“The Hex” will not exist in Concacaf’s 2022 FIFA World Cup qualifying path.
Concacaf president Victor Montagliani nixed “the Hex” in its current form “on the balance of probabilities,” saying qualifying will change due to delays from COVID-19.
Canada scheduled the March friendlies in an attempt to qualify for “The Hex,” needing 14 points in FIFA’s world rankings to overtake El Salvador for the sixth and final spot in Concacaf’s World Cup qualifying shortcut. More friendlies were expected in the June international window which would have given Les Rouges a greater chance to earn a valuable “Hex” spot if not for the global pandemic.
Before the current crisis, Canada was on course to compete in an arduous secondary Concacaf qualifying competition (which would include a group stage and subsequent knockout rounds), with the ultimate winner then facing the fourth-place finisher from “The Hex” in a two-game series with a World Cup berth at stake.
“The current World Cup will have to be changed, which means ‘the Hex’ will have to take another form… obviously larger,” Montagliani offered. “Whatever the format is, it needs to hold sporting integrity.
“We’re going to use FIFA rankings to start with… You’ll have to do an elimination of some sort.”
Montagliani did not offer a concrete format, adding the governing body would need to wait for FIFA to assign international windows first.
So, how could 2022 World Cup qualifying look with further COVID-19 delays? Here are a few potential scenarios.
Expand “The Hex” to eight teams
Here’s a way to expand “the Hex” to eight teams while reducing the required matchdays: Add two more teams and split it into two groups, giving the group winners and the best second-placed team a spot in the 2022 World Cup.
Montagliani’s integrity concerns are covered in this format, as adding bubble teams such as Canada and Curaçao to “The Hex” forgives lost points from COVID-19 delays. This format also nearly halves required matchdays from 10 to six. Condensing would be key to Concacaf’s plan, as Montagliani has already questioned whether matches will happen in September and October, even if club football returns by the summer.
Additionally, bringing Canada and Curaçao into “The Hex” allows more flexibility for Concacaf’s secondary tournament. With 27 teams, for example, countries could be divided into nine groups of three, reducing matchday requirements from six to three.
Group stage to knockout format
On Inside the Game Tuesday, Montagliani offered one clear hint about qualifying: Concacaf would need to reduce the number of teams “to get to some kind of group stage.” He was also quick to bemoan the confederation’s odd number of 35 nations competing for a spot.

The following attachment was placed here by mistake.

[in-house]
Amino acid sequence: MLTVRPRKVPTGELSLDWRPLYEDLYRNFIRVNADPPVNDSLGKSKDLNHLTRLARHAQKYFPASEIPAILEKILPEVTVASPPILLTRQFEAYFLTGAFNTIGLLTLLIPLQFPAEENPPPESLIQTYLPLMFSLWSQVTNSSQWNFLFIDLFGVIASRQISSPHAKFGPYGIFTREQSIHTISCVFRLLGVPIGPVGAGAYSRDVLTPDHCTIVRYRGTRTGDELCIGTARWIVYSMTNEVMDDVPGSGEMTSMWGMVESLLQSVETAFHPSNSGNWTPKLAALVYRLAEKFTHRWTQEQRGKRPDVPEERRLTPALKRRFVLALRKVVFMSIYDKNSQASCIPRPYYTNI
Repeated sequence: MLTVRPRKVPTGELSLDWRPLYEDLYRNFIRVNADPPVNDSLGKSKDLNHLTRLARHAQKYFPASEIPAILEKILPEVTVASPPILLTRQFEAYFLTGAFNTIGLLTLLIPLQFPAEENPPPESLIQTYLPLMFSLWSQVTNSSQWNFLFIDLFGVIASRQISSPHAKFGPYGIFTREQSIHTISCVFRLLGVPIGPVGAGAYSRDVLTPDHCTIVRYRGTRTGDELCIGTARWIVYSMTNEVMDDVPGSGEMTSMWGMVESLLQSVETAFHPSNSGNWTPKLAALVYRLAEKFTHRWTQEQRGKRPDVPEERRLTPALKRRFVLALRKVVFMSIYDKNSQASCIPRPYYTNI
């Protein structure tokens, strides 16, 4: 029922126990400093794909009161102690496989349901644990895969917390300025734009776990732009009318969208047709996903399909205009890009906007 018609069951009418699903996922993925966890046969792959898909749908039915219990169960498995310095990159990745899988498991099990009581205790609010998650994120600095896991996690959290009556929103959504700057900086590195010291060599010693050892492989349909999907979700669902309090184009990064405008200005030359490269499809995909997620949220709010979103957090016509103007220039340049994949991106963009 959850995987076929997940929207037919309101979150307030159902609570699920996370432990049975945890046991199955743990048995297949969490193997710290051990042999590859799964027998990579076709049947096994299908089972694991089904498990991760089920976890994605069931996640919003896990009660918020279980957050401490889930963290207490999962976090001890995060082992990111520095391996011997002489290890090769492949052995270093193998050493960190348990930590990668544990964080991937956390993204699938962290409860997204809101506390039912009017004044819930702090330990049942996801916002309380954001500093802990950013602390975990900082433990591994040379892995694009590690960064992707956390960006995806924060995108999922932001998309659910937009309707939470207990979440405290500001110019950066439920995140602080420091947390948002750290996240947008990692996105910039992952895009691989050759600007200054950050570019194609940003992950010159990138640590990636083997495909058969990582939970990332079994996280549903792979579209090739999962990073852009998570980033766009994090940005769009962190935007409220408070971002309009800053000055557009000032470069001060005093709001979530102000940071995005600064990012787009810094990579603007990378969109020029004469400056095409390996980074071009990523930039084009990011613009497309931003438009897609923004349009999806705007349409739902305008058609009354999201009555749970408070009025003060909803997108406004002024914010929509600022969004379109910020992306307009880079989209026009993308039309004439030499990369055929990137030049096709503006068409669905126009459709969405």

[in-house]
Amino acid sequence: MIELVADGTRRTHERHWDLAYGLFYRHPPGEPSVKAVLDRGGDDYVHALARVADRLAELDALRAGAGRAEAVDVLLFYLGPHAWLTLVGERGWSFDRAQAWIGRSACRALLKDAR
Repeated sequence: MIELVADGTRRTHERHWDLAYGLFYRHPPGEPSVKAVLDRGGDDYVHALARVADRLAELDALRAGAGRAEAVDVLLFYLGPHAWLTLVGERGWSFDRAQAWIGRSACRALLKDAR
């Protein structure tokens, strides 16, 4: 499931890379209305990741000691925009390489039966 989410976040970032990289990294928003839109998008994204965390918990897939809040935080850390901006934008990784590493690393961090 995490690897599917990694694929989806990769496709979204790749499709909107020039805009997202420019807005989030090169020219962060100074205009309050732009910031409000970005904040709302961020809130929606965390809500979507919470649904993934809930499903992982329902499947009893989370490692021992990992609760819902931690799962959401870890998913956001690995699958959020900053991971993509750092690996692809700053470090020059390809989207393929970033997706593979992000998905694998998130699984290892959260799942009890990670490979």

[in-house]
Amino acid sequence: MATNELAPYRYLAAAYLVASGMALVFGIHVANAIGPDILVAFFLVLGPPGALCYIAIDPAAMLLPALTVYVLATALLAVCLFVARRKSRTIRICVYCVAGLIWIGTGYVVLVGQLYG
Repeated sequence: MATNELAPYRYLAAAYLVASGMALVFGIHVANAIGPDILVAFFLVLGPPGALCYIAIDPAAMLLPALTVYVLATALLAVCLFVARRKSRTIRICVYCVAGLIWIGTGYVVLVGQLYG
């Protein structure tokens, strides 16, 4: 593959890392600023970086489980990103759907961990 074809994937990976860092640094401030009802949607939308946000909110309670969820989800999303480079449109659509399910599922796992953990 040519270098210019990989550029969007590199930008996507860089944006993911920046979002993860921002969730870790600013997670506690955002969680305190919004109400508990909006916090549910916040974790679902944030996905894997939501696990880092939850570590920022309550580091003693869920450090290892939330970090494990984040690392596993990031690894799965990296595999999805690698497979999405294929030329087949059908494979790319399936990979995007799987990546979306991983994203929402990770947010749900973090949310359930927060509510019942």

But if you reduced the Concacaf’s field from 35 teams to 32, suddenly a neat World Cup-style tournament presents itself: a group stage, a round of sixteen, quarter-finals, and so on.
Two finalists would qualify, along with a third-place playoff winner. Fourth in the tournament would compete in the inter-continental playoff.
This format would, save for the six minnows forced into a playoff, offer a fair pathway to all Concacaf members. It would be relatively quick, too, especially if matches need to be played at a neutral location thus removing the need for home-and-away…
Remove home-and-away matchups
Another straight-forward fix: Remove the home-and-away element of group stages. One match against each opponent with cut the number of qualifying matches in half.
But it could cause massive logistical headaches and be unfair to just about every member nation (playing both Mexico and the U.S. away from home, for example).
File this under “highly-doubtful.”
Straight knockout format
Seven international windows had been reserved for Concacaf World Cup qualifying, starting with September’s group stage openers. Reducing the sides again to 32, you could pack in a five-round two-legged knockout stage: round of 32, round of 16, quarter-finals, etc. Matches could easily be played from November 2020 to October 2021.
Narratives would be ripe to pluck from this kind of setup, too. Imagine Costa Rica facing Honduras in the second round? Or if a minnow makes a run to the quarter-finals?
Think outside the box
If COVID-19 restrictions persist, Concacaf, like other governing bodies, may have to think outside the box. Specifically, outside of the assigned qualifying window. Perhaps FIFA allows World Cup qualifying well into 2022? Perhaps later that Spring?
It seems like a stretch, but it could be Concacaf best bet at producing a fair competition and creating a clear path to the sport’s biggest tournament.